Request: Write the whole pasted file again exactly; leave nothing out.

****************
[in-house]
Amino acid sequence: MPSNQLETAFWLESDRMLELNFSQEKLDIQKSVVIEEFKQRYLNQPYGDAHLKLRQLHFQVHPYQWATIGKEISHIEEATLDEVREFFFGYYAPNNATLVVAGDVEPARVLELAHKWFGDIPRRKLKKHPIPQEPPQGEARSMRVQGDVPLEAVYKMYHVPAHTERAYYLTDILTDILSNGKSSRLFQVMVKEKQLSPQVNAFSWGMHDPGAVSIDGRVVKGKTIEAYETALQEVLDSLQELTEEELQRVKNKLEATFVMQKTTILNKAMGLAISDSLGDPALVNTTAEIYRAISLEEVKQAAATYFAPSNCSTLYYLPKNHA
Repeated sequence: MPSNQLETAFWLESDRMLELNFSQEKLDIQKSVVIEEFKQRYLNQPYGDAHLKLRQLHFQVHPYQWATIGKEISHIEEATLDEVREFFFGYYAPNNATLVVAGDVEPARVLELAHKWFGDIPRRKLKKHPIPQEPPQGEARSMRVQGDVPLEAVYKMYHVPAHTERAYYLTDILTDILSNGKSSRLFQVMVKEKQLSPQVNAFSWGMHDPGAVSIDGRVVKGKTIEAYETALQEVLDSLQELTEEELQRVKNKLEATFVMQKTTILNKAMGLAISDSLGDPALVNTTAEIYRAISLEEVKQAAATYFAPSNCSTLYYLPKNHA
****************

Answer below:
[in-house]
Amino acid sequence: MPSNQLETAFWLESDRMLELNFSQEKLDIQKSVVIEEFKQRYLNQPYGDAHLKLRQLHFQVHPYQWATIGKEISHIEEATLDEVREFFFGYYAPNNATLVVAGDVEPARVLELAHKWFGDIPRRKLKKHPIPQEPPQGEARSMRVQGDVPLEAVYKMYHVPAHTERAYYLTDILTDILSNGKSSRLFQVMVKEKQLSPQVNAFSWGMHDPGAVSIDGRVVKGKTIEAYETALQEVLDSLQELTEEELQRVKNKLEATFVMQKTTILNKAMGLAISDSLGDPALVNTTAEIYRAISLEEVKQAAATYFAPSNCSTLYYLPKNHA
Repeated sequence: MPSNQLETAFWLESDRMLELNFSQEKLDIQKSVVIEEFKQRYLNQPYGDAHLKLRQLHFQVHPYQWATIGKEISHIEEATLDEVREFFFGYYAPNNATLVVAGDVEPARVLELAHKWFGDIPRRKLKKHPIPQEPPQGEARSMRVQGDVPLEAVYKMYHVPAHTERAYYLTDILTDILSNGKSSRLFQVMVKEKQLSPQVNAFSWGMHDPGAVSIDGRVVKGKTIEAYETALQEVLDSLQELTEEELQRVKNKLEATFVMQKTTILNKAMGLAISDSLGDPALVNTTAEIYRAISLEEVKQAAATYFAPSNCSTLYYLPKNHA